Often associated with religious motives, pilgrimage is the long, arduous journey meant to enlighten one about his or herself and faith. Yet, pilgrimage extends beyond its religious roots and is used by many as a break from the norm or to overcome inner struggles. A mindless vacation to a beach is by no means a pilgrimage, but hiking amongst the beauty of nature, taking in the rise and set of the sun, with the intention to reach peace of mind is no different than a pilgrimage through the Holy land.
Many people do not feel the need to embark on such a journey because they lack faith and/or religious devotions, however pilgrimage can be used as a tool to free the mind and release tensions and stress in daily life. In a post from The Guardian, Jessica Reed describes her motives for pilgrimage, despite being an atheist, stating “the idea of travelling inwards while simultaneously conquering vast outside spaces intrigues me,” proving that pilgrimage is not merely for religious enlightenment, but is sparked by interest and desire to feel nature’s destinations wash away stresses and worries (Reed).
In Alain de Botton’s article, he argues “if inner change is difficult, then we may need a commensurately difficult outer journey to inspire and goad us,” emphasizing that a pilgrimage can motivate one beyond the expansion of faith, but can also influence the changes we make to our lifestyle and the perspectives we take away from such journey (de Botton). Furthering more than just one’s faith, pilgrimage allows for re-evaluation of one’s life, stimulating personal realizations that slouching at home does not provide.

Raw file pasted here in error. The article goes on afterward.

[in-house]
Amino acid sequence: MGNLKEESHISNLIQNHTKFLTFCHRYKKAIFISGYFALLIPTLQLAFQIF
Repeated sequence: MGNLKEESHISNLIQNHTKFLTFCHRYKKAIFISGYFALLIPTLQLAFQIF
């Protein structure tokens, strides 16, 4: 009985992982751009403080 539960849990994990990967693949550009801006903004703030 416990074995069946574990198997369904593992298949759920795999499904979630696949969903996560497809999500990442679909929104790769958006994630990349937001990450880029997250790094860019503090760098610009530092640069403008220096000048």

Pilgrimage is a way to expand our knowledge about ourselves and can help us overcome obstacles in day to day life, not just in our faith. A description of the Camino de Santiago pilgrimage, an embarking atheist “only thought about where to put [his] foot next,” taking a moment to realize “that this was the mental break [he] was looking for” (Jeffrey). Non-religious pilgrimage clears our minds of the troubles going on in our life, and causes one to pause and reflect on the health of their mind and their body. A journey through a sacred land or a wonder of the world brings us to terms with our mind and body, allowing us to check our mental and physical well-being without influence from outside stressors.
Pilgrimage extends far beyond learning more about God or furthering one’s faith, but can bring about peace of mind and physical awareness that the stresses of day to day life suppress. Immersing oneself in nature clears the mind and causes one to focus on him or herself for once rather than the tasks sitting at a desk or unfinished chores. Pilgrimage with non-religious motives ease tension and can spark much needed change in one’s life, whether that be easing the pain of loss or seeing life from a new perspective.
de Botton, Alain. “Spiritual Travel for Atheists: Do Pilgrimages Have a Place in Modern Society?” The Independent, Independent Digital News and Media, 3 Feb. 2012, www.independent.co.uk/travel/news-and-advice/spiritual-travel-atheists-do-pilgrimages-have-place-modern-society-6350955.html.
Jeffrey, James. “The Making of a Modern Pilgrim.” The Humanist, The American Humanist Association, 20 Dec. 2017, thehumanist.com/magazine/january-february-2018/features/making-modern-pilgrim.
Reed, Jessica. “Should Only Those Following God Embark on a Pilgrimage?” The Guardian, Guardian News and Media, 5 Sept. 2012, www.theguardian.com/commentisfree/belief/2012/sep/05/god-pilgrimage-camino-santiago-atheist-dilemma.Tags: pilgrimage RHS